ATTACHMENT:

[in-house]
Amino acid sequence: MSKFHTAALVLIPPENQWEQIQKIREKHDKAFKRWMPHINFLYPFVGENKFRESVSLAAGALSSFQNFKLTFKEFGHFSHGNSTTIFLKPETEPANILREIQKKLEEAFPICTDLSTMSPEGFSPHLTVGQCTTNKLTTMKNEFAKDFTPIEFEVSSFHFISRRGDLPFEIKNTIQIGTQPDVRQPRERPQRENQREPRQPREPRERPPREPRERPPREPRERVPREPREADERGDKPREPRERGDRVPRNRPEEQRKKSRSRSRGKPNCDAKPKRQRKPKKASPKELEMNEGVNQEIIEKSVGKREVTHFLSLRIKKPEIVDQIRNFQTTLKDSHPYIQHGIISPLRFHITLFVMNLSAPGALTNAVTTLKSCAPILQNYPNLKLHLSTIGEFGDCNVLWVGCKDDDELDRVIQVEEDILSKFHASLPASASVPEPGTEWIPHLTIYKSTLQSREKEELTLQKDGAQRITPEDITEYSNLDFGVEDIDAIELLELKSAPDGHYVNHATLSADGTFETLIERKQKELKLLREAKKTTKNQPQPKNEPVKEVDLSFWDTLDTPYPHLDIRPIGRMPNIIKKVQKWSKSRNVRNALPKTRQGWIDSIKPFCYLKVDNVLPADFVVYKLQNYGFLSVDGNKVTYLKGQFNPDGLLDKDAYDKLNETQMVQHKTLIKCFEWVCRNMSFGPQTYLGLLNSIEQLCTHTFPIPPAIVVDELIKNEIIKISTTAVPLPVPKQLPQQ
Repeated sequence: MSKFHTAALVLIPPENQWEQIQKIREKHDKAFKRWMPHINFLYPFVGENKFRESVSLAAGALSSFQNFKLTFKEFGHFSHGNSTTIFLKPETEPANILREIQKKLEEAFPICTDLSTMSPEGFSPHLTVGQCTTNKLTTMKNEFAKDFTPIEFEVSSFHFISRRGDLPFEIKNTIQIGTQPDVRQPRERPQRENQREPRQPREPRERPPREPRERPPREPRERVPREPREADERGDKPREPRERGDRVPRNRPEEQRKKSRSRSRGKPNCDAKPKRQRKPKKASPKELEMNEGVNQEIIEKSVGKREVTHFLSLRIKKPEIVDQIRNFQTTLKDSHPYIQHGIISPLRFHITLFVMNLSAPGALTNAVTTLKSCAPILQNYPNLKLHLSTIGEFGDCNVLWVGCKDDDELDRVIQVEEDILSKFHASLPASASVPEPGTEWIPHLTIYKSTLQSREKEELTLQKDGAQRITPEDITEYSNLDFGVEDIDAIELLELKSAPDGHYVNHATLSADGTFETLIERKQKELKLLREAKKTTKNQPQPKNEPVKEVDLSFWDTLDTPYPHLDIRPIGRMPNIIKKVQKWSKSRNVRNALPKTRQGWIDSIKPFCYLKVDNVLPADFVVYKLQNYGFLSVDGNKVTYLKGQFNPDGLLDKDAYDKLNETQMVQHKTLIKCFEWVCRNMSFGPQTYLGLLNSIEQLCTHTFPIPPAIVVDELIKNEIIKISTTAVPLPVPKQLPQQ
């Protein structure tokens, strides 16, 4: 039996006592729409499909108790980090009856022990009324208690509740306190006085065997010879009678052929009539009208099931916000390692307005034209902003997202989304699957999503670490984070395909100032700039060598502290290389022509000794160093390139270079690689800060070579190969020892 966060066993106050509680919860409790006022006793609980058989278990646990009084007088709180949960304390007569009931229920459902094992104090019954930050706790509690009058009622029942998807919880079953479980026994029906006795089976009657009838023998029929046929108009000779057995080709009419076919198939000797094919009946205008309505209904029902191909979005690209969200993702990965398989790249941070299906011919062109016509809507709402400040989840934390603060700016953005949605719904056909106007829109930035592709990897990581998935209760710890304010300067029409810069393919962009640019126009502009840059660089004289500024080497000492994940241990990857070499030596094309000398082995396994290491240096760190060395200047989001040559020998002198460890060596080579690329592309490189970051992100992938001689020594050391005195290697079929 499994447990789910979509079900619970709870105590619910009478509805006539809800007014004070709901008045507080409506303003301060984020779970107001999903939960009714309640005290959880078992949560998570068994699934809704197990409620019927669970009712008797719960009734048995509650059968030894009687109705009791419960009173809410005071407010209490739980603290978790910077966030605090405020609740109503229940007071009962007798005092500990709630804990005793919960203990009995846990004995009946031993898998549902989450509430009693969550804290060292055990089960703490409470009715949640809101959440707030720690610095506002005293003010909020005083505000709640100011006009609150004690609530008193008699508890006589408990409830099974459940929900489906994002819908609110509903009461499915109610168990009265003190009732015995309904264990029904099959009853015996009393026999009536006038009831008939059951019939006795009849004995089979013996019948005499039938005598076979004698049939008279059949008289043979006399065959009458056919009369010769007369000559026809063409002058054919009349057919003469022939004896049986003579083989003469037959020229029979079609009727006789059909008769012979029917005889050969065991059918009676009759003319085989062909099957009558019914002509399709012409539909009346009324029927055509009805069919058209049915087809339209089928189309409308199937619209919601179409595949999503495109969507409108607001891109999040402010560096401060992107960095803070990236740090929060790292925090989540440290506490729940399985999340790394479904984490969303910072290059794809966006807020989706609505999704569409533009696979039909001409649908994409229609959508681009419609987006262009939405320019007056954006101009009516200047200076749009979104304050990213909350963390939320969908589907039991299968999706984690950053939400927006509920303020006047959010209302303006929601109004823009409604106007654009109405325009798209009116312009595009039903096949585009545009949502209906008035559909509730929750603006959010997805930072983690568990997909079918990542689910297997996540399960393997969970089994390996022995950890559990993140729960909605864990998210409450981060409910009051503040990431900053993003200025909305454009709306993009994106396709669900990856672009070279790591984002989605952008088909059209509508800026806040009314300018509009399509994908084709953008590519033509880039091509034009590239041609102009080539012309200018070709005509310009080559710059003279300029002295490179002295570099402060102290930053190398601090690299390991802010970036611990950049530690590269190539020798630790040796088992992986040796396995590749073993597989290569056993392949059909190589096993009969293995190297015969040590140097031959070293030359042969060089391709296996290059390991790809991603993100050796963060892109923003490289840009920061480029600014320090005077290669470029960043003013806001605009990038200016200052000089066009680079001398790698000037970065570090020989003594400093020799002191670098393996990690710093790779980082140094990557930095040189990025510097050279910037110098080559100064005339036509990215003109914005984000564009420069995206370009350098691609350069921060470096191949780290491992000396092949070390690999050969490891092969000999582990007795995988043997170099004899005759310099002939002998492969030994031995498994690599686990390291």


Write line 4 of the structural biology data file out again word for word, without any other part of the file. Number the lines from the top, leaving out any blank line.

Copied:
């Protein structure tokens, strides 16, 4: 039996006592729409499909108790980090009856022990009324208690509740306190006085065997010879009678052929009539009208099931916000390692307005034209902003997202989304699957999503670490984070395909100032700039060598502290290389022509000794160093390139270079690689800060070579190969020892 966060066993106050509680919860409790006022006793609980058989278990646990009084007088709180949960304390007569009931229920459902094992104090019954930050706790509690009058009622029942998807919880079953479980026994029906006795089976009657009838023998029929046929108009000779057995080709009419076919198939000797094919009946205008309505209904029902191909979005690209969200993702990965398989790249941070299906011919062109016509809507709402400040989840934390603060700016953005949605719904056909106007829109930035592709990897990581998935209760710890304010300067029409810069393919962009640019126009502009840059660089004289500024080497000492994940241990990857070499030596094309000398082995396994290491240096760190060395200047989001040559020998002198460890060596080579690329592309490189970051992100992938001689020594050391005195290697079929 499994447990789910979509079900619970709870105590619910009478509805006539809800007014004070709901008045507080409506303003301060984020779970107001999903939960009714309640005290959880078992949560998570068994699934809704197990409620019927669970009712008797719960009734048995509650059968030894009687109705009791419960009173809410005071407010209490739980603290978790910077966030605090405020609740109503229940007071009962007798005092500990709630804990005793919960203990009995846990004995009946031993898998549902989450509430009693969550804290060292055990089960703490409470009715949640809101959440707030720690610095506002005293003010909020005083505000709640100011006009609150004690609530008193008699508890006589408990409830099974459940929900489906994002819908609110509903009461499915109610168990009265003190009732015995309904264990029904099959009853015996009393026999009536006038009831008939059951019939006795009849004995089979013996019948005499039938005598076979004698049939008279059949008289043979006399065959009458056919009369010769007369000559026809063409002058054919009349057919003469022939004896049986003579083989003469037959020229029979079609009727006789059909008769012979029917005889050969065991059918009676009759003319085989062909099957009558019914002509399709012409539909009346009324029927055509009805069919058209049915087809339209089928189309409308199937619209919601179409595949999503495109969507409108607001891109999040402010560096401060992107960095803070990236740090929060790292925090989540440290506490729940399985999340790394479904984490969303910072290059794809966006807020989706609505999704569409533009696979039909001409649908994409229609959508681009419609987006262009939405320019007056954006101009009516200047200076749009979104304050990213909350963390939320969908589907039991299968999706984690950053939400927006509920303020006047959010209302303006929601109004823009409604106007654009109405325009798209009116312009595009039903096949585009545009949502209906008035559909509730929750603006959010997805930072983690568990997909079918990542689910297997996540399960393997969970089994390996022995950890559990993140729960909605864990998210409450981060409910009051503040990431900053993003200025909305454009709306993009994106396709669900990856672009070279790591984002989605952008088909059209509508800026806040009314300018509009399509994908084709953008590519033509880039091509034009590239041609102009080539012309200018070709005509310009080559710059003279300029002295490179002295570099402060102290930053190398601090690299390991802010970036611990950049530690590269190539020798630790040796088992992986040796396995590749073993597989290569056993392949059909190589096993009969293995190297015969040590140097031959070293030359042969060089391709296996290059390991790809991603993100050796963060892109923003490289840009920061480029600014320090005077290669470029960043003013806001605009990038200016200052000089066009680079001398790698000037970065570090020989003594400093020799002191670098393996990690710093790779980082140094990557930095040189990025510097050279910037110098080559100064005339036509990215003109914005984000564009420069995206370009350098691609350069921060470096191949780290491992000396092949070390690999050969490891092969000999582990007795995988043997170099004899005759310099002939002998492969030994031995498994690599686990390291």